A mob of kangaroos - more than 400 in fact - bandicoots and wild rabbits put paid to this year’s Mareeba Cup meeting which was to have been held on Saturday.

But while they stopped the Cup meeting, they didn’t stop the party!

While racehorses and their handlers participated  at a hastily organised meeting at Cairns, the staunch and dedicated local fraternity turned up for a phantom meeting. More than 700 in fact in their fashion finest for live bands live bands, foot races and fun.

“Oh they are unreal up here,” said club secretary John Thurlow, when questioned about the 700-strong crowd which is more than the number who turned up at Cairns races.

Mareeba first started racing in 1895 - and is much older than Cairns Jockey Club - and it seems everyone gets behind the club.

“Racing Queensland gave us a grant to build a fence to keep the thirsty roos and rabbits off the course proper.

“But we didn’t get it in time. The fence is still not quite finished and there are holes everwhere. They’ve dug holes all over the track.

“They even chewed through a brand new 100ft sinker hose”.

Mr Thurlow said  RQ had also granted  permission to run the Cup meeting on Boxing Day.

“We reckon we will be ready by then,” said the secretary who said there were still 30-odd horses in work.

“But the training track is not affected - and the roos don’t go there.

“We can work ‘em - but we can’t race ‘em.”

Kangaroos have been a problem for country racetracks for years, particularly turf tracks, but they are worse than ever because of the drought.

At Ingham however, where the Cup meeting was held last week, there was another problem that almost caused a stop-work by jockeys.

Ingham racecourse is also a golf course and apart from the hazards of golf balls on the course proper there was another problem this year when a dredge was built across the course proper at the 1500m that jockeys didn’t know about until they rode out on to the track.

“It is bloody dangerous,” said one leading jockey. “The work wasn’t levelled”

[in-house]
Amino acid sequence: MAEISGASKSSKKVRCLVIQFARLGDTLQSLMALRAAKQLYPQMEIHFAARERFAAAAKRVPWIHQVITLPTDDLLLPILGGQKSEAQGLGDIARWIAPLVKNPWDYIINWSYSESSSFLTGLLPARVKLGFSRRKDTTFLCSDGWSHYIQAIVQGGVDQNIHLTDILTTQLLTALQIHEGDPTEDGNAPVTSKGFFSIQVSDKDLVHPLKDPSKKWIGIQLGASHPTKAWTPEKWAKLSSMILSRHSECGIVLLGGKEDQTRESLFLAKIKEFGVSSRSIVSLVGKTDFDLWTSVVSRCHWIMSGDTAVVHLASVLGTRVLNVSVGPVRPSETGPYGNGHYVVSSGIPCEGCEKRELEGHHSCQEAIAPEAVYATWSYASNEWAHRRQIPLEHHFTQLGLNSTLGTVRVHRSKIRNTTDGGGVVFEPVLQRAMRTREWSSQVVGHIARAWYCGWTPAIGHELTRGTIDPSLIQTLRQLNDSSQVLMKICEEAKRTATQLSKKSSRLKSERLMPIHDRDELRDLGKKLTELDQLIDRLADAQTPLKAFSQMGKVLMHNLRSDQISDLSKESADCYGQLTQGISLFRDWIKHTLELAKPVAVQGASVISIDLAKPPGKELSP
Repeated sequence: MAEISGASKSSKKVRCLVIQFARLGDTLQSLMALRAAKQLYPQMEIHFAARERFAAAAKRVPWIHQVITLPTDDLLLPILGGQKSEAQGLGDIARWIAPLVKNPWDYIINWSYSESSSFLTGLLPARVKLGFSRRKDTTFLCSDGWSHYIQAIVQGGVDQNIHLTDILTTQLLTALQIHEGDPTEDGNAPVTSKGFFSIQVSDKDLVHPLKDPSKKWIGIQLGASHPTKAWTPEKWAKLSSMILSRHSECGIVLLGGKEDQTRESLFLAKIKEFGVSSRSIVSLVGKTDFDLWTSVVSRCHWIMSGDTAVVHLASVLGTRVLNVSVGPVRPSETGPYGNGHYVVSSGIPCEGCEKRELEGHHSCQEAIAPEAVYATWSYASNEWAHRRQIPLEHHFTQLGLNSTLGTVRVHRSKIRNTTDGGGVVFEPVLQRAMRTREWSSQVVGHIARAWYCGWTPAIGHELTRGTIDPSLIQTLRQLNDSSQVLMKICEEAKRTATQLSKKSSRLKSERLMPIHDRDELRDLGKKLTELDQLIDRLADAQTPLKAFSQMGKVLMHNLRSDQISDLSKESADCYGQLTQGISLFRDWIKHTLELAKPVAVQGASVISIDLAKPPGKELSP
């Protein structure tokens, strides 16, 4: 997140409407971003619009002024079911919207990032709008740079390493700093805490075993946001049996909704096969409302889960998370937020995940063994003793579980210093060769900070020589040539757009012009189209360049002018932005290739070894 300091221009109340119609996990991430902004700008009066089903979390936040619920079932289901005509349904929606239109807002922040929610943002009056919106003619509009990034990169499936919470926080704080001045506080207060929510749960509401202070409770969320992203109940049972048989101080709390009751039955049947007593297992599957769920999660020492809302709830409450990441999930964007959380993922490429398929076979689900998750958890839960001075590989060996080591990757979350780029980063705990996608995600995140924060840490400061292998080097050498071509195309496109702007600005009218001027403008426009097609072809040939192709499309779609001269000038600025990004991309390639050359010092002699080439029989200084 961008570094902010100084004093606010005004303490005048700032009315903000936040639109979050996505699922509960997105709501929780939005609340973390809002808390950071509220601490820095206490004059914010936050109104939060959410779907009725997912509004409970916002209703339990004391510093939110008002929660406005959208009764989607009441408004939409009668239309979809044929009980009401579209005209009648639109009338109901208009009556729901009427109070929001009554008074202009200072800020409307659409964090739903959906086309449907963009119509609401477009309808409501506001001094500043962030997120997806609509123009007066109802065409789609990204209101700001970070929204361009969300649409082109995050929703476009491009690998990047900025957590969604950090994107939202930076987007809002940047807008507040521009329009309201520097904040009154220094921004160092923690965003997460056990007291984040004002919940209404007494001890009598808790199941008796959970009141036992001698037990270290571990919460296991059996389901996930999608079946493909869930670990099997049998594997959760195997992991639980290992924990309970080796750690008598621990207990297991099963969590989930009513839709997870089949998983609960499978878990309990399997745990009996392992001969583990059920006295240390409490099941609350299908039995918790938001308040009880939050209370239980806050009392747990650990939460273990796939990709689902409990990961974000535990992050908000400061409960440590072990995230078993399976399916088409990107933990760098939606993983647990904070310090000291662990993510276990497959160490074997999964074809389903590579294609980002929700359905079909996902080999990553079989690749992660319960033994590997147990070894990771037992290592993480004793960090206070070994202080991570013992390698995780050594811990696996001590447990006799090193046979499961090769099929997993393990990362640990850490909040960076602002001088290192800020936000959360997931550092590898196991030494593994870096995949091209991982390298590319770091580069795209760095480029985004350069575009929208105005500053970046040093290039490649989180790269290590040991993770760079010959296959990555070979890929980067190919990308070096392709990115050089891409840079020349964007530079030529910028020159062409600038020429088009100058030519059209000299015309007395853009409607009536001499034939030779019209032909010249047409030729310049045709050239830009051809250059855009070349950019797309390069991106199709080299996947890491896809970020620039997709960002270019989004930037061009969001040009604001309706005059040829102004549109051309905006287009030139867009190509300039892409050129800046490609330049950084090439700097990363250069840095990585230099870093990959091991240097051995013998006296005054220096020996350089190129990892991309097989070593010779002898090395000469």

Jockeys called a meeting with stewards but elected to continue riding at the meeting.

Frank Edwards, one of the north’s most senior riders, and known for his conservatism, said the track was the hardest he had ever ridden on. No-one argued.

No doubt there will be a thorough course inspection before the next meeting scheduled for November 18.

Of course country race clubs have an enormous financial battle to meet current day Work Place and Safety requirements and race club grants are becoming less frequent and much harder to obtain. Even Townsville, the premier club, has called for volunteers to conduct its meeting on Thursday week.

That surely must be an ominous sign for participants of the racing industry, particularly those in the remote, country and provincial areas of the State.



MEANWHILE, Racing Queensland will host a new weekly meeting with track managers from across the State following a successful workshop held in Brisbane last week.

Members from RQ’s infrastructure team were joined by a range of track management experts to meet with representatives from the Gold Coast Turf Club, Brisbane Racing Club, Sunshine Coast Turf Club, Cairns Jockey Club, Townsville Turf Club and Ipswich Turf Club.

Notable absentees were reps from Rockhampton and Mackay. According to those on the ground in both places urgent work is required, particularly Mackay which is being over-loaded with race dates and showing the effects of excessive wear and tear according to those who ride it.

RQ General Manager of Racing, Simon Stout, said a wide-range of topics were discussed, with a view to developing and implementing best practice strategies for the maintenance of racing surfaces.

“Topics included sand profile tracks and their requirements, material testing and sub-surface stability, benefits of aerating, turf management, soil biology and plant nutrition,” Mr Stout said.

Track managers have described the experts on hand to speak at the event as ‘first class’.

“Feedback from the workshop has been extremely positive, which has led to RQ facilitating a new weekly teleconference for all TAB racecourse managers, starting this week,” Mr Stout said.



NOMINATIONS for the iconic Ewan races close Monday (September 18) and president David Woodhouse has been active encouraging trainers to nominate for what is one of the most popular two day events in the north.

Ewan had a dramatic change in format two years ago when the club switched from the amateur status to professional - but in spite of fears to the contrary the crowds over the last two years has hit record figures. It is truly a unique experience for horses and most of all families.

The catch cry used to be: “Meet your mates at Mingela. Now it’s: Everyone goes to Ewan....




Join Us on Facebook

Racing News

This email address is being protected from spambots. You need JavaScript enabled to view it.


Getaway & Go Racing &
Day at the Races FREE Ratings
BN: 55127167

Login Form